Fifteen-year-old Willo goes up into the hills to collect firewood, and when he returns, his family is gone. He can tell by the tracks and the smell that they've been taken by the government—only the government has trucks strong enough to come into the mountains during the winter—but he doesn't know why they've been taken, or where.
So he loads his sled up with as many supplies as he can, and he sets out to find them.
After the Snow is set in the near future—near enough that the adults remember the world as we know it now—in (judging by the place names) Wales. A new Ice Age has settled in, and as Willo understands it, people are divided into three major categories: those who live in settlements, beholden to and controlled by the government; stealers, those who live by theft, murder, and cannibalization; and stragglers like Willo's family, who work towards self-sufficiency and think of themselves as 'beacons of hope'. (Willo's not particularly interested in the 'beacon of hope' part—he's borderline feral, and more focused on observing animal behavior and learning from it—but it's something his father talks about from time to time.)
If you dislike books written in dialect, you're not likely to enjoy Willo's voice. But for those of you who don't mind—or even like!—reading dialect, you're likely to see the beauty in passages like this:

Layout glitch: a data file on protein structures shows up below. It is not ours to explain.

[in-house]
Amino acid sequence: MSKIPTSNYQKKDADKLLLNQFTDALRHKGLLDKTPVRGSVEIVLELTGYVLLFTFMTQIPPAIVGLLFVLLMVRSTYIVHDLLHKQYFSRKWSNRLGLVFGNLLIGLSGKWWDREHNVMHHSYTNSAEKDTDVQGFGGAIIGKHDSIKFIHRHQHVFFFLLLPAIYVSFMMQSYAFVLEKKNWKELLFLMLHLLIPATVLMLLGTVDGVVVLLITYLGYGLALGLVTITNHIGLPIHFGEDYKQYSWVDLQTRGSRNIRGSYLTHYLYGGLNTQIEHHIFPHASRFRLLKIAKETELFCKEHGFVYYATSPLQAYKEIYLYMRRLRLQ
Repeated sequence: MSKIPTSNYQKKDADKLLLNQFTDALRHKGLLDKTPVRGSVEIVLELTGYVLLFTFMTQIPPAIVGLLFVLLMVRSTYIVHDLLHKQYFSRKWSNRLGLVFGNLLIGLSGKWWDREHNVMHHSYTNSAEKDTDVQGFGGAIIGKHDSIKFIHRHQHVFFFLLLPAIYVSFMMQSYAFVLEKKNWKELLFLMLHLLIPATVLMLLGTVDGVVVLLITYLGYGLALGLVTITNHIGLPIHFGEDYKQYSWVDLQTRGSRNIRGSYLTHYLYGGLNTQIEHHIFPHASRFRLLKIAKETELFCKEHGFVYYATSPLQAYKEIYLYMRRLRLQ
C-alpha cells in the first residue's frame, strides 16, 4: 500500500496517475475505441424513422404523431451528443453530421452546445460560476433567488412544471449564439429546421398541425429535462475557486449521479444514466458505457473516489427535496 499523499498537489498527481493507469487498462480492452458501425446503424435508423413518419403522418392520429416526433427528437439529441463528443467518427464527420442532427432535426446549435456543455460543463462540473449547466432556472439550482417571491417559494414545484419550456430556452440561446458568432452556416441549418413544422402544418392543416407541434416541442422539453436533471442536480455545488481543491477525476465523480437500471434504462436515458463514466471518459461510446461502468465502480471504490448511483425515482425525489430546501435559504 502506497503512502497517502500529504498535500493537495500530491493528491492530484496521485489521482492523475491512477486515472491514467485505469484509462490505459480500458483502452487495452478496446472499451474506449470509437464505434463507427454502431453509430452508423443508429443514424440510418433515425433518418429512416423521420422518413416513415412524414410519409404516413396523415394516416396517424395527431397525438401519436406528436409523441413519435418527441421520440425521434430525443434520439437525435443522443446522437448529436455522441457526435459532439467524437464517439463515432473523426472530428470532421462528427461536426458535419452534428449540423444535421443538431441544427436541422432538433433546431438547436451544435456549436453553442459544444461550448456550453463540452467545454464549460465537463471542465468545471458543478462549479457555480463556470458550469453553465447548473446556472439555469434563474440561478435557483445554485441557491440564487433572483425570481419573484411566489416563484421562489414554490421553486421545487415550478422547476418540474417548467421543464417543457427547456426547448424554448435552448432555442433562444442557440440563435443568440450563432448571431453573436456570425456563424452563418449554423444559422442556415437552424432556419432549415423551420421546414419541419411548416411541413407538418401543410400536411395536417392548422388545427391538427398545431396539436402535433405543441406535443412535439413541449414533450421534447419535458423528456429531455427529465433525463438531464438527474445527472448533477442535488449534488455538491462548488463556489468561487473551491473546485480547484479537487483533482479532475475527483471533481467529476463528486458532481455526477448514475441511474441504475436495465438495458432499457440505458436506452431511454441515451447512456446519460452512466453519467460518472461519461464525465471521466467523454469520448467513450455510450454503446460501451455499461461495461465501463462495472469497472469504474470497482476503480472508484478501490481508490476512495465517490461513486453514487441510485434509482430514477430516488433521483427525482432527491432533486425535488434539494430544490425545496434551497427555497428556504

The snow blast at me in great sweeping drafts—it sting in my eyes and get down my coat and the whole thing get to be a proper fight. I shout pretty hard at the wind and the snow and myself too for not making that tent good and strong. If you don't get angry sometimes you're gonna get trodden on or swallowed up or just plain washed over.
Although there are a couple of pretty amazing coincidences near the end of the story—the kind of coincidence that abruptly allows for the end of a story by neatly tying up major loose ends—and I don't know how believable I found Willo's decision to [SPOILER], for the most part, the book really works. The pacing is good, the description strong, the characters believable, and the violence, while upsetting and gut-wrenching, isn't gratuitous. It's a vision of a post-apocalyptic future that touches on a lot of our current concerns—global warming, alternate energy, the oil crisis—while also taking a (pessimistic) stab at imagining what the global political landscape could look like in a few short decades.
Recommended to: Fans of How I Live Now, because it's a survival story set in the UK about a teenager disinterested in and shaky in his grasp of the politics that directly affect his life. Fans of Blood Red Road, because it's a survival story narrated by a teenager who speaks in dialect setting out in search of his lost family. Those who enjoyed Graceling for Katsa's trek through the mountains sequence more than her romance with Po.
Book source: ILLed through my library.